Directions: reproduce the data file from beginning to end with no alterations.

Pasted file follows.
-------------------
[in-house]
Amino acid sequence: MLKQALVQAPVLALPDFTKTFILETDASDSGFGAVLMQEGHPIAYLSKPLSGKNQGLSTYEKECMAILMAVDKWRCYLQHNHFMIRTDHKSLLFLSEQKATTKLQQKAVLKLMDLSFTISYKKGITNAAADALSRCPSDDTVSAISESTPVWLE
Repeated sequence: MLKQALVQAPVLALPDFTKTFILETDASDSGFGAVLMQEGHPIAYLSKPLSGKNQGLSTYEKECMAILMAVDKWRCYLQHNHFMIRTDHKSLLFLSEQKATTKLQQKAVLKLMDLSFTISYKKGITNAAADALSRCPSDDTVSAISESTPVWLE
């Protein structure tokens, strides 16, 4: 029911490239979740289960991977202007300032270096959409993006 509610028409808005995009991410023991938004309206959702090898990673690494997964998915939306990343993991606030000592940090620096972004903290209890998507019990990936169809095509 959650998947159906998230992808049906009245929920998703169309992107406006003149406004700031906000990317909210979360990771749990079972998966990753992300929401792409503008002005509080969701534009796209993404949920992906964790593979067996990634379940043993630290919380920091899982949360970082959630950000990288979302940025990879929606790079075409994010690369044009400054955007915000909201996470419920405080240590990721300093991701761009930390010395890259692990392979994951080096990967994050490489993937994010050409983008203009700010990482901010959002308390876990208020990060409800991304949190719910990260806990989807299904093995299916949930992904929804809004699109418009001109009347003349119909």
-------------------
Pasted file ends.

[in-house]
Amino acid sequence: MLKQALVQAPVLALPDFTKTFILETDASDSGFGAVLMQEGHPIAYLSKPLSGKNQGLSTYEKECMAILMAVDKWRCYLQHNHFMIRTDHKSLLFLSEQKATTKLQQKAVLKLMDLSFTISYKKGITNAAADALSRCPSDDTVSAISESTPVWLE
Repeated sequence: MLKQALVQAPVLALPDFTKTFILETDASDSGFGAVLMQEGHPIAYLSKPLSGKNQGLSTYEKECMAILMAVDKWRCYLQHNHFMIRTDHKSLLFLSEQKATTKLQQKAVLKLMDLSFTISYKKGITNAAADALSRCPSDDTVSAISESTPVWLE
């Protein structure tokens, strides 16, 4: 029911490239979740289960991977202007300032270096959409993006 509610028409808005995009991410023991938004309206959702090898990673690494997964998915939306990343993991606030000592940090620096972004903290209890998507019990990936169809095509 959650998947159906998230992808049906009245929920998703169309992107406006003149406004700031906000990317909210979360990771749990079972998966990753992300929401792409503008002005509080969701534009796209993404949920992906964790593979067996990634379940043993630290919380920091899982949360970082959630950000990288979302940025990879929606790079075409994010690369044009400054955007915000909201996470419920405080240590990721300093991701761009930390010395890259692990392979994951080096990967994050490489993937994010050409983008203009700010990482901010959002308390876990208020990060409800991304949190719910990260806990989807299904093995299916949930992904929804809004699109418009001109009347003349119909």